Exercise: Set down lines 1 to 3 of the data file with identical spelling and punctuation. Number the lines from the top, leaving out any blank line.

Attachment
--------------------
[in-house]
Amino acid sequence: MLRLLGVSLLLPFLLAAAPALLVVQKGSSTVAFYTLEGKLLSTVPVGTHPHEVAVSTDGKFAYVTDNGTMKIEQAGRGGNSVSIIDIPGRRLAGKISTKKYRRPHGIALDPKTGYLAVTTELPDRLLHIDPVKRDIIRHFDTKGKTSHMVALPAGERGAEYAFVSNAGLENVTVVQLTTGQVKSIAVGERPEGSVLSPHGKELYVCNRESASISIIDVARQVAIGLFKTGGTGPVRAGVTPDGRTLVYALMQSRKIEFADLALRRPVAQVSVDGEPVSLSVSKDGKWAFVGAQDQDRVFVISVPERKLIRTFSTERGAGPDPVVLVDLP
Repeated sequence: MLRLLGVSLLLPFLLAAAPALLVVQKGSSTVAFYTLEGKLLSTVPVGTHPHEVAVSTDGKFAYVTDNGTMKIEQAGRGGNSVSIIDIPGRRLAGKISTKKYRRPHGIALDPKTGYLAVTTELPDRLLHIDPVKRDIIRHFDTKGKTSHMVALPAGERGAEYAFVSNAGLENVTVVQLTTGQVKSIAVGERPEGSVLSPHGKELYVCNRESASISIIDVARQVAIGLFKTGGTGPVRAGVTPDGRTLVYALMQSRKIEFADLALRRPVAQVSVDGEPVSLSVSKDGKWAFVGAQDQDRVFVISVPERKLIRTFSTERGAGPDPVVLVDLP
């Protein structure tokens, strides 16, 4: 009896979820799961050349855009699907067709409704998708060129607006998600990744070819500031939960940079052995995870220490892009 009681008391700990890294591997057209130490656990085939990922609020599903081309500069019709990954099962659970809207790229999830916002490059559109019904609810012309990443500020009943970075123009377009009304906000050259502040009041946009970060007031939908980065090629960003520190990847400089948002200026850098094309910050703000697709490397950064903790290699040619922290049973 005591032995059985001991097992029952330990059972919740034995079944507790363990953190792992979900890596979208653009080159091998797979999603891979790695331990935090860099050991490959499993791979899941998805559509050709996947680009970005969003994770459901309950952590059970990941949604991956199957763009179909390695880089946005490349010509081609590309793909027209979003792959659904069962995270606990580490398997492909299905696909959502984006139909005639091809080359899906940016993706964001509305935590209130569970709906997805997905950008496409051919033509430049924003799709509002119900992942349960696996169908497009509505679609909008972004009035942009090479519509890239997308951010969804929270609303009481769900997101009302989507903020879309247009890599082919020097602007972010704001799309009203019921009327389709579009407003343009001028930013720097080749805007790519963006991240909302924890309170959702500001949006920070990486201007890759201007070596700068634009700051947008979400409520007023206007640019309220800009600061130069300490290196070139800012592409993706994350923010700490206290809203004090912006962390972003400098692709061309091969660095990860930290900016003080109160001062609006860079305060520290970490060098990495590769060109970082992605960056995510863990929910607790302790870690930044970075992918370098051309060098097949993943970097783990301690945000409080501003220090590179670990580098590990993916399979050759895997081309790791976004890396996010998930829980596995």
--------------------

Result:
[in-house]
Amino acid sequence: MLRLLGVSLLLPFLLAAAPALLVVQKGSSTVAFYTLEGKLLSTVPVGTHPHEVAVSTDGKFAYVTDNGTMKIEQAGRGGNSVSIIDIPGRRLAGKISTKKYRRPHGIALDPKTGYLAVTTELPDRLLHIDPVKRDIIRHFDTKGKTSHMVALPAGERGAEYAFVSNAGLENVTVVQLTTGQVKSIAVGERPEGSVLSPHGKELYVCNRESASISIIDVARQVAIGLFKTGGTGPVRAGVTPDGRTLVYALMQSRKIEFADLALRRPVAQVSVDGEPVSLSVSKDGKWAFVGAQDQDRVFVISVPERKLIRTFSTERGAGPDPVVLVDLP
Repeated sequence: MLRLLGVSLLLPFLLAAAPALLVVQKGSSTVAFYTLEGKLLSTVPVGTHPHEVAVSTDGKFAYVTDNGTMKIEQAGRGGNSVSIIDIPGRRLAGKISTKKYRRPHGIALDPKTGYLAVTTELPDRLLHIDPVKRDIIRHFDTKGKTSHMVALPAGERGAEYAFVSNAGLENVTVVQLTTGQVKSIAVGERPEGSVLSPHGKELYVCNRESASISIIDVARQVAIGLFKTGGTGPVRAGVTPDGRTLVYALMQSRKIEFADLALRRPVAQVSVDGEPVSLSVSKDGKWAFVGAQDQDRVFVISVPERKLIRTFSTERGAGPDPVVLVDLP